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Care and treatment of people with mental health issues to be overhauled

The care, support and treatment of people with mental health issues is to be overhauled. It comes as Deputy Prime Minister Nick Clegg published a 25-point action plan following a strong attack on how the NHS treats mental health patients. A poll of 2-thousand 11-to-25 year olds has found a third do not know where to get help if they feel depressed or anxious.

Rachel Welch from which is part of the Christian support organisation Youthscape told Premier's News Hour what she wants churches to be doing:

More than half of those questioned in the poll by a charity said they'd feel like a 'failure' if they didn't pass exams.

Over half believed they would be a failure if they did not get good grades, half said they had been bullied, while a third said they did not know where to turn to get help when they feel depressed or anxious.

Of the 11 to 14-year-olds questioned, four in 10 said they skipped meals to try to stay thin and over half said they had viewed online pornography, with four out of 10 of these saying it had affected their relationships with others of their age. Mr Clegg said that mental illness cost the economy £105bn every year and that life expectancy for a man with severe mental illness was reduced by 20 years compared with the rest of the population, and 15 years for a woman.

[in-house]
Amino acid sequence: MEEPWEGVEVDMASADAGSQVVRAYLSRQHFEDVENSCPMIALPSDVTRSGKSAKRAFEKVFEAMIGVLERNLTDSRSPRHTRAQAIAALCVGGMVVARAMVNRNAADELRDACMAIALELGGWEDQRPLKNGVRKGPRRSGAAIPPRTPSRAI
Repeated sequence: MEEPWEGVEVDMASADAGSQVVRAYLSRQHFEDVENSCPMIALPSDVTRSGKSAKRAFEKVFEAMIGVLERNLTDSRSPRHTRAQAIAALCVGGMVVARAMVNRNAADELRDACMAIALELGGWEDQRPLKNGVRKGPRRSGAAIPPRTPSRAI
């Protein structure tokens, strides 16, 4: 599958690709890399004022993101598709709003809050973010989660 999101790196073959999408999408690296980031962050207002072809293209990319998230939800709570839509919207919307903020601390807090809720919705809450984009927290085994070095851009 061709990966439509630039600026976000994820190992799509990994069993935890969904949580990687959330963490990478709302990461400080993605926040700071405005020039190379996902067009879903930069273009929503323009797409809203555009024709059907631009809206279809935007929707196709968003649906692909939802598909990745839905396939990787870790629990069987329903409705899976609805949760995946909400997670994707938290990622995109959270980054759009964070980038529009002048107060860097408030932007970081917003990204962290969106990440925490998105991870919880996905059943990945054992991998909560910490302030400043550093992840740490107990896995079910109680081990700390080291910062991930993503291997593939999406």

He said people with mental health issues would have the same legal right as those with physical conditions to choose where they went for care, including being able to choose the person and provider from April. The choice would not be limited to an NHS organisation, and patients would also be able to choose from a voluntary or independent provider offering services on the NHS when they went to see their GP to seek help, he added.

New standards on access and waiting times for mental health services are also to be introduced next year, so that patients will know what kind of treatment to expect and when. Elsewhere, a Church of England Bishop has dismissed what's become known as the most depressing day of the year as 'PR puff'. The Church is urging Christians to condemn 'Blue Monday'  and count their blessings instead. The Rt Revd Stephen Cottrell told Premier's News Hour why we should appreciate what we've got:

The Bishop made the comments in reaction to a YouGov survey for the Church of England commissioned for 'Blue Monday.'

More than half said being thankful for family and partners was their top blessing followed by health.

The research also shows that the proportion counting their blessings every day increases with age, with one third of those aged 55+ counting their blessings every day, compared to one in six of those aged 18-24.

According to the survey women tend to feel more tired, depressed and overweight than men in January but on the other hand women are far more likely than men to count their blessings at least once a week.

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